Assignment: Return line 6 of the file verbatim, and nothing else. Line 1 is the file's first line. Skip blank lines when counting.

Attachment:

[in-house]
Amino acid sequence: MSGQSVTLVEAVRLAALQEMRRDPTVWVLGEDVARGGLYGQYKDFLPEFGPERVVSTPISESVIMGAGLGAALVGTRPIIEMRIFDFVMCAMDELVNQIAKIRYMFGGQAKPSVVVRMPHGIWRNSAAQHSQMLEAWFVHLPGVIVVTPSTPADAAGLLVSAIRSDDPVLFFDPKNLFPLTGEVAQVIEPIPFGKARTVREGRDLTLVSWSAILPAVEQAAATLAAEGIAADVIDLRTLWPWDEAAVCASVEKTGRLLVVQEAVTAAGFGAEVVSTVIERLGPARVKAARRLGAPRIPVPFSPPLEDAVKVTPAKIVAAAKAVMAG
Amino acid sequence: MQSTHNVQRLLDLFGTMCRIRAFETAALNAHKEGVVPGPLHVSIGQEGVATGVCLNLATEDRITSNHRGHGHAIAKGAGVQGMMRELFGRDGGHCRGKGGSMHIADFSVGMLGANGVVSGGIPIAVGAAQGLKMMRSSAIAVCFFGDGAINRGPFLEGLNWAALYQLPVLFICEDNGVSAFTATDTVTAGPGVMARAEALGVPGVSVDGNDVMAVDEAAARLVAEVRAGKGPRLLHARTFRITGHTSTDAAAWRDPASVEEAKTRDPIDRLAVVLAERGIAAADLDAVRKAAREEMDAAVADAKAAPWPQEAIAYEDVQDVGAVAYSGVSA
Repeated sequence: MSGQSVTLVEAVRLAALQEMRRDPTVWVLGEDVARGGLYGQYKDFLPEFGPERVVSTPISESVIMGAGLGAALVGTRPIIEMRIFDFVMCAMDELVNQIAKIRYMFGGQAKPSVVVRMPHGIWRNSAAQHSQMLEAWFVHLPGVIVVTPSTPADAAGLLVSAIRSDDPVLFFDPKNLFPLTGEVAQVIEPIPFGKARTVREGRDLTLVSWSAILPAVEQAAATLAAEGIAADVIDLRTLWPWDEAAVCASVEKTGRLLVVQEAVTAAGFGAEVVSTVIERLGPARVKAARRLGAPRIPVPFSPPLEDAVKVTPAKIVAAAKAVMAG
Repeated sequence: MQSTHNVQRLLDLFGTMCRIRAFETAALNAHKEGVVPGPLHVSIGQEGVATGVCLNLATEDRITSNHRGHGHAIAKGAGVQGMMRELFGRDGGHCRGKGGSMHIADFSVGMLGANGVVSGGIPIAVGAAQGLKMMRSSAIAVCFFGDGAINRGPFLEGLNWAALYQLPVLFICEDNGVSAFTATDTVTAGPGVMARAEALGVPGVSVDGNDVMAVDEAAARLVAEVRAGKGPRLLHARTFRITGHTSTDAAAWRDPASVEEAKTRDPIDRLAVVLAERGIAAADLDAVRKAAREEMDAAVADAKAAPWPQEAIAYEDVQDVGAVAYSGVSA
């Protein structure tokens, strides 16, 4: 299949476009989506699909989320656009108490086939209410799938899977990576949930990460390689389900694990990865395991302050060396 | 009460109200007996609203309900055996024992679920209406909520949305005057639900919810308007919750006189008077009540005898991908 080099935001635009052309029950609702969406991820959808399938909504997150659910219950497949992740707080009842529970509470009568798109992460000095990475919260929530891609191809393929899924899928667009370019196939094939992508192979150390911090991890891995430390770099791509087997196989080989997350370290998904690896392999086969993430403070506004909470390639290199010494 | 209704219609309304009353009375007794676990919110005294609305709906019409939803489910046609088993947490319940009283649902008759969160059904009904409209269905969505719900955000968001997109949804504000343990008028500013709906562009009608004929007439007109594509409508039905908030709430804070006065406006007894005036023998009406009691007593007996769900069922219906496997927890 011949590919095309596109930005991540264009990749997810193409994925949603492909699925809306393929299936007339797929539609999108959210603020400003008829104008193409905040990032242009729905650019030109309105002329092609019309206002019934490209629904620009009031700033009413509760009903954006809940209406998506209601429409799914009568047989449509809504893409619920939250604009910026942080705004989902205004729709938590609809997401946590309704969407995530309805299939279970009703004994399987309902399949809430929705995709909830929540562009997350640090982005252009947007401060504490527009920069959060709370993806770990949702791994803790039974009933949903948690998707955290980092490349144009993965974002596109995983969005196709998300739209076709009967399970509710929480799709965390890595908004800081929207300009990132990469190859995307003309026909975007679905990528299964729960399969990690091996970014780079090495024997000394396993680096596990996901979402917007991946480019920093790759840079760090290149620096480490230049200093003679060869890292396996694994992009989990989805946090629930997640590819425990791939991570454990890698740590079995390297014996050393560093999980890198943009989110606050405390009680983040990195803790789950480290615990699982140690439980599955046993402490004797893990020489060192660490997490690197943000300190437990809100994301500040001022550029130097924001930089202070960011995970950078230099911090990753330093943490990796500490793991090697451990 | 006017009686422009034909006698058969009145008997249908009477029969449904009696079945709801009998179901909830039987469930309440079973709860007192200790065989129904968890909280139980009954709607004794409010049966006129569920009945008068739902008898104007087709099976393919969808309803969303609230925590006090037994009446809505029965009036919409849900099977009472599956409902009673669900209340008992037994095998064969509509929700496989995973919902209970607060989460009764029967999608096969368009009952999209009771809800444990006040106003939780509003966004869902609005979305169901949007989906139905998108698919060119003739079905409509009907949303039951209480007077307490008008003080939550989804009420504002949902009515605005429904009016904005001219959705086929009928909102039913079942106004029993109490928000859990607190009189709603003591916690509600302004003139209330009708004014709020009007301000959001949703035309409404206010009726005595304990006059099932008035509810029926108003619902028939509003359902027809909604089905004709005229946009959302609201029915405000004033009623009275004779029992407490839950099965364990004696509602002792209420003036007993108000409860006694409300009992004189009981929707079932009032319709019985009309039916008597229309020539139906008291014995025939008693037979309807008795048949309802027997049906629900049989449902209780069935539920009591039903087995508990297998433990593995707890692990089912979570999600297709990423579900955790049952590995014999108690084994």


């Protein structure tokens, strides 16, 4: 299949476009989506699909989320656009108490086939209410799938899977990576949930990460390689389900694990990865395991302050060396 | 009460109200007996609203309900055996024992679920209406909520949305005057639900919810308007919750006189008077009540005898991908 080099935001635009052309029950609702969406991820959808399938909504997150659910219950497949992740707080009842529970509470009568798109992460000095990475919260929530891609191809393929899924899928667009370019196939094939992508192979150390911090991890891995430390770099791509087997196989080989997350370290998904690896392999086969993430403070506004909470390639290199010494 | 209704219609309304009353009375007794676990919110005294609305709906019409939803489910046609088993947490319940009283649902008759969160059904009904409209269905969505719900955000968001997109949804504000343990008028500013709906562009009608004929007439007109594509409508039905908030709430804070006065406006007894005036023998009406009691007593007996769900069922219906496997927890 011949590919095309596109930005991540264009990749997810193409994925949603492909699925809306393929299936007339797929539609999108959210603020400003008829104008193409905040990032242009729905650019030109309105002329092609019309206002019934490209629904620009009031700033009413509760009903954006809940209406998506209601429409799914009568047989449509809504893409619920939250604009910026942080705004989902205004729709938590609809997401946590309704969407995530309805299939279970009703004994399987309902399949809430929705995709909830929540562009997350640090982005252009947007401060504490527009920069959060709370993806770990949702791994803790039974009933949903948690998707955290980092490349144009993965974002596109995983969005196709998300739209076709009967399970509710929480799709965390890595908004800081929207300009990132990469190859995307003309026909975007679905990528299964729960399969990690091996970014780079090495024997000394396993680096596990996901979402917007991946480019920093790759840079760090290149620096480490230049200093003679060869890292396996694994992009989990989805946090629930997640590819425990791939991570454990890698740590079995390297014996050393560093999980890198943009989110606050405390009680983040990195803790789950480290615990699982140690439980599955046993402490004797893990020489060192660490997490690197943000300190437990809100994301500040001022550029130097924001930089202070960011995970950078230099911090990753330093943490990796500490793991090697451990 | 006017009686422009034909006698058969009145008997249908009477029969449904009696079945709801009998179901909830039987469930309440079973709860007192200790065989129904968890909280139980009954709607004794409010049966006129569920009945008068739902008898104007087709099976393919969808309803969303609230925590006090037994009446809505029965009036919409849900099977009472599956409902009673669900209340008992037994095998064969509509929700496989995973919902209970607060989460009764029967999608096969368009009952999209009771809800444990006040106003939780509003966004869902609005979305169901949007989906139905998108698919060119003739079905409509009907949303039951209480007077307490008008003080939550989804009420504002949902009515605005429904009016904005001219959705086929009928909102039913079942106004029993109490928000859990607190009189709603003591916690509600302004003139209330009708004014709020009007301000959001949703035309409404206010009726005595304990006059099932008035509810029926108003619902028939509003359902027809909604089905004709005229946009959302609201029915405000004033009623009275004779029992407490839950099965364990004696509602002792209420003036007993108000409860006694409300009992004189009981929707079932009032319709019985009309039916008597229309020539139906008291014995025939008693037979309807008795048949309802027997049906629900049989449902209780069935539920009591039903087995508990297998433990593995707890692990089912979570999600297709990423579900955790049952590995014999108690084994």